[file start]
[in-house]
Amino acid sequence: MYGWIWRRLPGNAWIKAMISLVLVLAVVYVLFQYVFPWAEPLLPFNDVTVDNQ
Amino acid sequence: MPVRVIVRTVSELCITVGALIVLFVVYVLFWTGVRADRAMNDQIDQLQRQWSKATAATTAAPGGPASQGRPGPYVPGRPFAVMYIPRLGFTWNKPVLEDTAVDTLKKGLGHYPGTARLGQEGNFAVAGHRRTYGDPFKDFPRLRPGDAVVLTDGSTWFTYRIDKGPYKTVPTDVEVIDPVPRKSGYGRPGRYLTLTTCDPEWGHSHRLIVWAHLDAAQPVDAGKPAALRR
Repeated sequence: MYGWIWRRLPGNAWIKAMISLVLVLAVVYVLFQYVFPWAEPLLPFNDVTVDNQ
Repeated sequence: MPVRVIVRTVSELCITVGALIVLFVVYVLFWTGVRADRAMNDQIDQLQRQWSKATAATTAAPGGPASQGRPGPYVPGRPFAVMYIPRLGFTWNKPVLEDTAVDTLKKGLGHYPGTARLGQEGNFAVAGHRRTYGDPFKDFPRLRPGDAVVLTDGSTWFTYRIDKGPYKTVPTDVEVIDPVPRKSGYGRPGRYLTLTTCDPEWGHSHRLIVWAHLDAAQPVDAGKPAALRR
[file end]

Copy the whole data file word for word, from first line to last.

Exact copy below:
[in-house]
Amino acid sequence: MYGWIWRRLPGNAWIKAMISLVLVLAVVYVLFQYVFPWAEPLLPFNDVTVDNQ
Amino acid sequence: MPVRVIVRTVSELCITVGALIVLFVVYVLFWTGVRADRAMNDQIDQLQRQWSKATAATTAAPGGPASQGRPGPYVPGRPFAVMYIPRLGFTWNKPVLEDTAVDTLKKGLGHYPGTARLGQEGNFAVAGHRRTYGDPFKDFPRLRPGDAVVLTDGSTWFTYRIDKGPYKTVPTDVEVIDPVPRKSGYGRPGRYLTLTTCDPEWGHSHRLIVWAHLDAAQPVDAGKPAALRR
Repeated sequence: MYGWIWRRLPGNAWIKAMISLVLVLAVVYVLFQYVFPWAEPLLPFNDVTVDNQ
Repeated sequence: MPVRVIVRTVSELCITVGALIVLFVVYVLFWTGVRADRAMNDQIDQLQRQWSKATAATTAAPGGPASQGRPGPYVPGRPFAVMYIPRLGFTWNKPVLEDTAVDTLKKGLGHYPGTARLGQEGNFAVAGHRRTYGDPFKDFPRLRPGDAVVLTDGSTWFTYRIDKGPYKTVPTDVEVIDPVPRKSGYGRPGRYLTLTTCDPEWGHSHRLIVWAHLDAAQPVDAGKPAALRR